Could you advice me some books to improve my skills in reverse engeneering (ARM-oriented books are preferable).
I would like to become a superhacker.
What should I research? Compilers, cryptography, deobfuscation theory, what else?
Any help would be appreciated.

blabberer
April 15th, 2012, 01:36
i dont know about arm never had the necessity to hack arm but i believe i would be able to hack it if i put my head down to it in a few sessions

as basics are what must be solid and not implementation details x86 is an implementation like arm is what i think

anyway adopting kiss principle (keep it simple and <......> (sir,stupid sir,straightforward sir,shitty sir,s......sir)

i would go about like this

grab a simple crackme

find ways to run it as in installing os , framework , etc etc

when it runs find ways to open it raw and visually look at its guts ie using any text readers . binary readers

then put it in a comatose state and look at its guts sequentially ie using debuggers . disassemblers , descripters, dewhateverss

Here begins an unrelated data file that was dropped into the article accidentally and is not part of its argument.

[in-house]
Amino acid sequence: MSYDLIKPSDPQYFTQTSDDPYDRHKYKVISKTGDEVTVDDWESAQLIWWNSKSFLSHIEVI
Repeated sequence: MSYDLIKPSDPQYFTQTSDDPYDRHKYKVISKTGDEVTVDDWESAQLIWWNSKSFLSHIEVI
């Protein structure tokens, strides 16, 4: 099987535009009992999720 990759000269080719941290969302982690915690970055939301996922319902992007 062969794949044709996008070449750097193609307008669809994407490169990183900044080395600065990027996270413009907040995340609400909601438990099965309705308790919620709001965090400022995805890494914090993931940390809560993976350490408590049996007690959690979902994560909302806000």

when i am comfortable with its inner workings (as in i can say in my dreams what ldr r3 #somereg, r18 would mean in any context)

i would start poking into its interaction with the os / framework / vm ( ie a few round trips into R0 as they would say in x86)

and hence forth simply try trapping every thing in R0 where simple r3 obfuscations wont matter

hope i live upto my nicks real meaning

Darkelf
April 15th, 2012, 10:24
Quote:
[Originally Posted by Cristianu;92301]
Could you advice me some books to improve my skills in reverse engeneering (ARM-oriented books are preferable).


Well, there is Steve Furber's book widely known as "the ARM bible":
http://www.amazon.co.uk/exec/obidos/ASIN/0201675196/202-6448309-1571011

and you can start here:
http://www.ee.ic.ac.uk/pcheung/teaching/ee2_computing/

Have fun.

Regards
darkelf

Cristianu
April 18th, 2012, 10:50
Thank you for responses, guys!
It was very usefull discussion.
Good luck for everyone!

disavowed
April 22nd, 2012, 08:44
In response to your original question, one idea would be as follows:

Take your original disassembly and create a C program with it (using __asm__).